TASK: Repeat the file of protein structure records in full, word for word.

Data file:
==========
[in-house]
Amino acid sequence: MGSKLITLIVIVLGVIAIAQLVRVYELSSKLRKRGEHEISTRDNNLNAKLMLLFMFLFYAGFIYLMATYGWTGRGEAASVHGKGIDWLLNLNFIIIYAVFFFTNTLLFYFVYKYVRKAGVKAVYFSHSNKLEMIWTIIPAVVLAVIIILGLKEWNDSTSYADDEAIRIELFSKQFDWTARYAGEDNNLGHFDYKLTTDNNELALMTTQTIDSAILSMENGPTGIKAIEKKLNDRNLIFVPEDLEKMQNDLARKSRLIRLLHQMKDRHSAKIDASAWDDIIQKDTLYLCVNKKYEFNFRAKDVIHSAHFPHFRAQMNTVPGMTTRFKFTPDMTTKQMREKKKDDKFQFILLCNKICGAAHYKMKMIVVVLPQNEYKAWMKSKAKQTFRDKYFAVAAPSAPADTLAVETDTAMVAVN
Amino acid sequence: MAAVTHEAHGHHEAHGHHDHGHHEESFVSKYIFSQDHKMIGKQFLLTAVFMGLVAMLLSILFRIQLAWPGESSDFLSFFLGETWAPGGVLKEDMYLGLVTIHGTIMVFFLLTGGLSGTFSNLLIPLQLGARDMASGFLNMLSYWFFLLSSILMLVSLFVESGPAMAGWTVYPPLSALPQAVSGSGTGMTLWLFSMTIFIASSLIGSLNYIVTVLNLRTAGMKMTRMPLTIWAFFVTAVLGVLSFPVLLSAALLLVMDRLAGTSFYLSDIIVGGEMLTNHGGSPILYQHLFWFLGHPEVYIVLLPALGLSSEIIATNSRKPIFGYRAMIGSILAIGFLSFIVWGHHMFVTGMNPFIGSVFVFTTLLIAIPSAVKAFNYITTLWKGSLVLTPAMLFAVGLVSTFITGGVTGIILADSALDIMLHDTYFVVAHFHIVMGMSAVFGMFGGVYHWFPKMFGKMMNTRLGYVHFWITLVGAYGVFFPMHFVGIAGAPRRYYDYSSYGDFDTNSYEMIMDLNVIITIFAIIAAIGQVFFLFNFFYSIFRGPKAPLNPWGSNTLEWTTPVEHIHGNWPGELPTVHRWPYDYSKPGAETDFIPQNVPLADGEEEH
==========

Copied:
[in-house]
Amino acid sequence: MGSKLITLIVIVLGVIAIAQLVRVYELSSKLRKRGEHEISTRDNNLNAKLMLLFMFLFYAGFIYLMATYGWTGRGEAASVHGKGIDWLLNLNFIIIYAVFFFTNTLLFYFVYKYVRKAGVKAVYFSHSNKLEMIWTIIPAVVLAVIIILGLKEWNDSTSYADDEAIRIELFSKQFDWTARYAGEDNNLGHFDYKLTTDNNELALMTTQTIDSAILSMENGPTGIKAIEKKLNDRNLIFVPEDLEKMQNDLARKSRLIRLLHQMKDRHSAKIDASAWDDIIQKDTLYLCVNKKYEFNFRAKDVIHSAHFPHFRAQMNTVPGMTTRFKFTPDMTTKQMREKKKDDKFQFILLCNKICGAAHYKMKMIVVVLPQNEYKAWMKSKAKQTFRDKYFAVAAPSAPADTLAVETDTAMVAVN
Amino acid sequence: MAAVTHEAHGHHEAHGHHDHGHHEESFVSKYIFSQDHKMIGKQFLLTAVFMGLVAMLLSILFRIQLAWPGESSDFLSFFLGETWAPGGVLKEDMYLGLVTIHGTIMVFFLLTGGLSGTFSNLLIPLQLGARDMASGFLNMLSYWFFLLSSILMLVSLFVESGPAMAGWTVYPPLSALPQAVSGSGTGMTLWLFSMTIFIASSLIGSLNYIVTVLNLRTAGMKMTRMPLTIWAFFVTAVLGVLSFPVLLSAALLLVMDRLAGTSFYLSDIIVGGEMLTNHGGSPILYQHLFWFLGHPEVYIVLLPALGLSSEIIATNSRKPIFGYRAMIGSILAIGFLSFIVWGHHMFVTGMNPFIGSVFVFTTLLIAIPSAVKAFNYITTLWKGSLVLTPAMLFAVGLVSTFITGGVTGIILADSALDIMLHDTYFVVAHFHIVMGMSAVFGMFGGVYHWFPKMFGKMMNTRLGYVHFWITLVGAYGVFFPMHFVGIAGAPRRYYDYSSYGDFDTNSYEMIMDLNVIITIFAIIAAIGQVFFLFNFFYSIFRGPKAPLNPWGSNTLEWTTPVEHIHGNWPGELPTVHRWPYDYSKPGAETDFIPQNVPLADGEEEH